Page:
I'm using Andy's I-Pac which I can highly recommend. This
easy reprogrammable interface acts like a keyboard and is connected via USB
or PS/2. If you use the PS/2-connection, you can plug your normal keyboard on
the I-PAC additional - very nice!
Two versions are available, one with 28 inputs (perfect for two-player controls) or a bigger version with 56 inputs if you wanna make a big 4-player controlpanel.
The I-PAC. Picture is courtesy of Andy Warne, find everything you need to know at his site http://www.ultimarc.com.
To have an
easy detachable controlpanel, I made two little PCB's to get easy support
featuring all I-PAC inputs, some Opti-PAC inputs I need, three LED-drivers (see
LED-page) in one cable.
Of course you could just get some cheap SCSI extensions-cables with 50 pins and cut them apart, but I wanted to go a bit more elegant and not hassle around with measuring out fifty cables and such stuff.
So I came up with this solution - I've circuit-diagrams made for this so I can always find out which cable has which meaning.
Controlpanel: Here you see the behind of the controlpanel. This picture is the updated version of my panel with leafbuttons and much better wires. The two lamps are lighing up the startbuttons and are sticked with hotglue.
Note the very small PCB! This is the old version - I renewed the PCB with a slighty bigger one to fit 4 scews. With the two above it cracked one day.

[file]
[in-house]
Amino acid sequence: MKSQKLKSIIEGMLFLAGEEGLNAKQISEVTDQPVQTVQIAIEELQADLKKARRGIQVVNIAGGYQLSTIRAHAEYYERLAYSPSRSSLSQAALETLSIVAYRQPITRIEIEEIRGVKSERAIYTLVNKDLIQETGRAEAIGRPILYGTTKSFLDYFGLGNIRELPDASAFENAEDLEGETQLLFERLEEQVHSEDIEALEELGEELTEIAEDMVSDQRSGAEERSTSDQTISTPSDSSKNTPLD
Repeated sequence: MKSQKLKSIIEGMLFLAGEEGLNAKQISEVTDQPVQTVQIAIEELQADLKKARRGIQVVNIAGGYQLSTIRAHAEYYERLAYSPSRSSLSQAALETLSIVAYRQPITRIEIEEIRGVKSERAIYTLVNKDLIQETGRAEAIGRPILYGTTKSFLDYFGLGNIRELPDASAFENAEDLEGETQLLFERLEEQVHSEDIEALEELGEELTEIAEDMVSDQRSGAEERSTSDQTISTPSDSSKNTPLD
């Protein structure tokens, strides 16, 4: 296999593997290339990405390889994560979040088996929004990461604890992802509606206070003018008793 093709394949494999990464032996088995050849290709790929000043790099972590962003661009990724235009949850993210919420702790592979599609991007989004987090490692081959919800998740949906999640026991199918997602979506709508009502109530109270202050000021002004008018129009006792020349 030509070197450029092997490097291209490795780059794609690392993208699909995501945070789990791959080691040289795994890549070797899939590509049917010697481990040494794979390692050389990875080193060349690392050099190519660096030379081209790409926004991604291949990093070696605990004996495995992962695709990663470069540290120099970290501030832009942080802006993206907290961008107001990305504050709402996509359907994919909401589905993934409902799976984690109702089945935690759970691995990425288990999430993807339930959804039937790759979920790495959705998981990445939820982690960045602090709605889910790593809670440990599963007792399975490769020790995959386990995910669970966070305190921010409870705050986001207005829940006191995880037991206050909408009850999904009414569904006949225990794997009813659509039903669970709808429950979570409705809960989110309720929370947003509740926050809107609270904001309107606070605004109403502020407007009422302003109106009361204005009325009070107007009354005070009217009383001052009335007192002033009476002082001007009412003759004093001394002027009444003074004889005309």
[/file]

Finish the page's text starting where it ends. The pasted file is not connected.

Controlpanel-PCB -near view
This is all I have to do for each panel again - this small predrilled PCB hold a 50pin-flatcable socket. I pulled the plug for the picture, but normaly this would always be attached. I could also just have soldered the flatcable directly to the PCB, but this way I only needed to crimp the plug to it and didn't need to rip all the wires apart.
All together - worked perfectly at first try :-) Note: This were the old wires I first used - don't go with tiny solid wires, they easily break and don't have a strong hold in the quickconnectors.
Okay, lets start from the left, you already know the controlpanel with the little PCB. The grey flatcable leads to a female SCSI-plug - you can buy them readymade. After that there is a male-to-male SCSI-cable. At this point you would plug the controlpanel out.
The other end of the SCSI-cable goes to the ribbon-cable (crimped a you guess what -female plug on it), this cable leads to the I-PAC, and later to the Opti-PAC and a small PCB with the three LED-drivers (see LED section).
Why so many connections? Whenever you should break the plug or the cable behind it, I only need to get a new one - they are readymade and very cheap. I also like the easy and stable 50pin-centronics plugs that the SCSI 1-system used.